My cruising speed, that I was able to keep up for quite a long time, was approximately twenty-eight minutes per mile. If I really pushed it I could get down to twenty five minutes (or a little less for an out and out sprint mile where I was not continuing and further). So when I swam at a good average speed I would be taking twenty-eight minutes for my miles and if I swam a little faster might be completing them in twenty six or twenty seven minutes.  However, for swims of two hours or more I would consider a mile to be equivalent to half an hour of time (so following this logic a two hour swim is the same thing as a four mile swim).  So when doing a two mile swim, if I finished my four miles in less than two hours (for example in one hour fifty two minutes at the above pace), then so much the better. This is very good for your mind because it means that rather than being stuck with an immoveable two hours there is some chance that you can lessen it a little by swimming harder. It just gives you that tiny bit more control over the time factor making it less rigid and a little less daunting. The same would apply to doing a three or four hour swim in the pool and on a twenty eight minute pace would mean you could actually complete your four hour pool swim (calculated as eight miles) in three hours forty five minutes. Although this may sound a bit obscure I found it an indispensible way to help my mind battle with the thought of having to be in the pool for such a long time. If you found yourself outside the thirty minute per mile pace, so that the eight miles (four hour swim) was taking you longer then that would count as a longer swim (say four and a quarter hours or however long it took you). If this were to be the case it would be good to take note that you were perhaps falling a little outside idea minimum Channel pace (which I take to be thirty minute miles) and need to do some speed work.


 In my training, the three mile swim used to have a very distinct shape or feel to it. Everything was based on the mile (thirty two lengths of a fifty metre pool) and this would be divided into four very distinct four hundred metre (eight length) sections. Each set of eight lengths would be broken down so that I would know if I was at the quarter way point (after two lengths), half way (after four lengths) or three-quarters of the way (after six). Based on my twenty-eight minutes per mile cruising pace, each four hundred metres would take me approximately seven minutes, and would mean that even if I lost count of the number of lengths completed I would be able to find out the exact number just by glancing at the watch. Each point of the mile would have very distinct and different components to it, in just the same way as you might say have a certain lamp post, street corner or other physical object at certain distances along your daily run. The half mile point might be anything from around thirteen and a half minutes to say fourteen minutes fifteen seconds. Once I finished my mile then the minute hand of the clock (and this might well just be a visualised clock) would be almost at the six o’clock point. The first four hundred (or quarter of a mile) of the second mile would be at approximately the ‘twenty five minutes to’ point and so on with distinct times up until the clock reached the hour point and started to go around again. So the end of the three mile swim would be a clear circle with another third of a circle on top of it. For some reason this ‘chunking’ of the distances was of significant help to me and meant that as soon as the clock started moving from the half way point back towards the top there would be the sensation that it was just a short hop up to the hour point and from there just another short downhill section to complete the three miles. The hardest thing would be just to get the first mile under the belt and then just to go with the momentum. The last mile would seem much less distance and much quicker than the first mile. From the visual point of view, as you started to go upwards for the six o’clock point of the clock, it would not seem so far to go to reach the three mile point. According to a rigid mental calculation, though, you would only have done a third of the swim planned.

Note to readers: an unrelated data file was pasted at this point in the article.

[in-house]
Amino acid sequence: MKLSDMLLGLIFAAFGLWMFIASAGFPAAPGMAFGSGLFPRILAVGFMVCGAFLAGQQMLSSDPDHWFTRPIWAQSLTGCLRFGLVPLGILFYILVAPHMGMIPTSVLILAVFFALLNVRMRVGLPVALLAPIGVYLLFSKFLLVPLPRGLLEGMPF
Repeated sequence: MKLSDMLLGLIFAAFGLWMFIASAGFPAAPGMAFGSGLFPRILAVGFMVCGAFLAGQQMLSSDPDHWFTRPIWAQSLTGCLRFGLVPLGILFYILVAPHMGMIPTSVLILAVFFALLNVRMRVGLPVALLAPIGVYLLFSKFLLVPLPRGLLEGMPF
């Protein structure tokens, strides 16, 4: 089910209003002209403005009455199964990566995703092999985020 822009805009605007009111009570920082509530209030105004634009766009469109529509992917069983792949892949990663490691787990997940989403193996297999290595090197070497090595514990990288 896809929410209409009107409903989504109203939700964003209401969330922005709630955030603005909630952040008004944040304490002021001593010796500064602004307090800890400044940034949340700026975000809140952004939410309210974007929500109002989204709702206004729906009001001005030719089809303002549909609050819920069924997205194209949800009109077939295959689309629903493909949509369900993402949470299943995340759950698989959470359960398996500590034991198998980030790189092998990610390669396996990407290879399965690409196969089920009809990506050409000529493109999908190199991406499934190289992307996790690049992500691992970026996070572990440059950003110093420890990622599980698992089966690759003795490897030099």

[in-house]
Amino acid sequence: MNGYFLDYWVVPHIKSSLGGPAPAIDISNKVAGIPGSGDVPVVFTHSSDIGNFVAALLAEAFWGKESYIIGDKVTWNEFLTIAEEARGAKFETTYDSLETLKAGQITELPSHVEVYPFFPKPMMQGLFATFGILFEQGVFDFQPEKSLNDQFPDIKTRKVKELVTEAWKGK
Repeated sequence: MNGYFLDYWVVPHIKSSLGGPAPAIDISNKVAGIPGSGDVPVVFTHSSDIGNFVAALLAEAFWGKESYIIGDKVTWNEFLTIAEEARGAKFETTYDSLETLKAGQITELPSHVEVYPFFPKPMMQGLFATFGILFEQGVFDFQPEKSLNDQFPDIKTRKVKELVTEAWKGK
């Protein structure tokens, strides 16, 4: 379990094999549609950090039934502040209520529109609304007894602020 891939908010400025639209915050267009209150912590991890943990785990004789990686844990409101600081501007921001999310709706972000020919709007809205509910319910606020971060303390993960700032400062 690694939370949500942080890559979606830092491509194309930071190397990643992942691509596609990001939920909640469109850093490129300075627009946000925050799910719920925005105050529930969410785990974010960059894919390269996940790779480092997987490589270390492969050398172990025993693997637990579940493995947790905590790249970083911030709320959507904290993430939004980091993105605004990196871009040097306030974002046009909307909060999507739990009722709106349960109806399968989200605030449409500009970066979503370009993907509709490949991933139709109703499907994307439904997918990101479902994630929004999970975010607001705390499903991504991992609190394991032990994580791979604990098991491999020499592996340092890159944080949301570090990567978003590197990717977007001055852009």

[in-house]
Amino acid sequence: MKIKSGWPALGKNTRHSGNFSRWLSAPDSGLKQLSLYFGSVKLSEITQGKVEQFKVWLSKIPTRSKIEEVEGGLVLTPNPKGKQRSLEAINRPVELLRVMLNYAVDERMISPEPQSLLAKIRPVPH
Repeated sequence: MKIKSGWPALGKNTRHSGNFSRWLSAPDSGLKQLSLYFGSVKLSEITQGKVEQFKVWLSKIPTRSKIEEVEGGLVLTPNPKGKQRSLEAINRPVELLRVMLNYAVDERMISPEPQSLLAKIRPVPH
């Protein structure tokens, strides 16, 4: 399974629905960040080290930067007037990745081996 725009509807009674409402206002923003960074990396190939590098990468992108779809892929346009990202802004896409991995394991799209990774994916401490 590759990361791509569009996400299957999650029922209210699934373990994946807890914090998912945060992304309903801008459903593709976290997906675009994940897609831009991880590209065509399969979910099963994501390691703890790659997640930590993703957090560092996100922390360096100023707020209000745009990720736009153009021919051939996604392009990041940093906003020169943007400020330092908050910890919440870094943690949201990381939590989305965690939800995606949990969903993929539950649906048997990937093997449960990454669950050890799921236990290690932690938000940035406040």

If I wanted to do a six mile swim (or three hour swim) then I would think of it very strictly as two three mile swims. That way I would just do the three mile swim in the manner outlined above with the visualised components and then just do exactly the same thing all over again and lo and behold would have completed six miles. By the slightly curious logic outlined above, that would also be equivalent to a three hour swim and could be completed in two hours and forty five minutes.